Pete Buttigieg says No Fly List should be ‘on the table’ for unruly passengers

Incidents have increased as airlines instituted mask mandates

Pete Buttigieg says No Fly List should be ‘on the table’ for unruly passengers

Transportation Secretary Pete Buttigieg said adding people who cause disturbances on flights to the No Fly List should be “on the table” as the US responds to a wave of incidents involving air passengers becoming combative or violent with crew on commercial flights.

Speaking with CNN’s Dana Bash on State of the Union, the secretary argued that stricter punishments needed to be considered for unruly passengers who in some cases have attacked flight attendants or other flyers.

“Should there be a federal No Fly List for people who behave like this on flights?” asked Ms Bash, noting a sharp increase in such incidents over the past two years.

“I think that should be on the table," Mr Buttigieg responded.

He added: “There is absolutely no excuse for this kind of treatment of flight crews in the air or any of the essential workers...from bus drivers to air crews who get people to where they need to be.”

While coming from a Biden administration Cabinet official, Mr Buttigieg’s remarks will not necessarily reflect federal policy; the Department of Homeland Security, specifically the Transportation Security Administration (TSA), operates the No Fly List; those on it are banned from “boarding an aircraft when flying within, to, from and over the United States”.

The list has faced criticism from civil rights advocates, including the American Civil Liberties Union (ACLU). Initially, those on the list were not notified that they were prevented from using air travel in the US, a practice that was altered by legal battles. It is typically used for those suspected of terrorism-related offenses, though one does not have to be charged with a crime to be added to the list.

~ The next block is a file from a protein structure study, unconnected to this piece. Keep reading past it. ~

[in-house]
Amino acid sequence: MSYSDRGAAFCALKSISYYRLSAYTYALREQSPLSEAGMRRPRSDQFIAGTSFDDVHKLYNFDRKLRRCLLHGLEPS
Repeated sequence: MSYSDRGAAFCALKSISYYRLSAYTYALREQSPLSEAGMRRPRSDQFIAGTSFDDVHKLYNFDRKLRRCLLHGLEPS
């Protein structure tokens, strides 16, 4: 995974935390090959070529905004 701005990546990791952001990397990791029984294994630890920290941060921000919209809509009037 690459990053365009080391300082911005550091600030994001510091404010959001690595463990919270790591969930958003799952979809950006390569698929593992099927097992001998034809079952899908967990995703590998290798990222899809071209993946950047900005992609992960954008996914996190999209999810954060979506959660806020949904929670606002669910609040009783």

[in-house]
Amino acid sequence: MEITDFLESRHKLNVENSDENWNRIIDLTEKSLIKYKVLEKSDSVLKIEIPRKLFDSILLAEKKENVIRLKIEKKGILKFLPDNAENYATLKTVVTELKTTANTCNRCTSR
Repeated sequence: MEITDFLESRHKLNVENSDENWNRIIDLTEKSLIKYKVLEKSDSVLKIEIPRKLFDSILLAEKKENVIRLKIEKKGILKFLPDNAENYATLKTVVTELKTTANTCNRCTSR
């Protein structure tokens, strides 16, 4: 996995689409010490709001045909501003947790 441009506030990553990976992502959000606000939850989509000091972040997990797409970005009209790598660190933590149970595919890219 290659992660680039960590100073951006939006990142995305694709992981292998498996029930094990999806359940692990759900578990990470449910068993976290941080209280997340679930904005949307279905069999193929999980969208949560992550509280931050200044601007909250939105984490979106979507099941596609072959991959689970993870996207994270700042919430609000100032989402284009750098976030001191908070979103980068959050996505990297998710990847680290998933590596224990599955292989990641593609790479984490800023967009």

“Those reforms, however, are not enough. The government still refuses to provide meaningful notice of the reasons our clients are blacklisted, the basis for those reasons, and a hearing before a neutral decision-maker,” says the ACLU of the No Fly List on its website.

Adding those accused of violent or unruly behavior on US flights would significantly expand use of the No Fly List, and likely provoke new court challenges. The nation’s largest flight attendant’s union has called for such punitive measures to be extended, however, citing a massive surge in violent incidents involving unruly passengers and crew members that in many cases have left flight crew personnel with serious injuries.

“This is not a ‘new normal’ we are willing to accept,” Sara Nelson, head of the Association of Flight Attendants, said in a statement. “We know the government, airlines, airports, and all stakeholders can take actions together to keep us safe and flying friendly.”

Incidents of violent or unruly passengers have surged as air travel returned with the relaxation of Covid-19 restrictions across the US. Many have pointed to mask mandates, which became a polarised political issue during the pandemic, as a significant driver of the incidents.

A survey of the flight attendants union’s membership found that more than 8 in 10 have experienced unruly or violent passengers within the last year, and a majority did not feel like their reports of such incidents were properly followed up by authorities.

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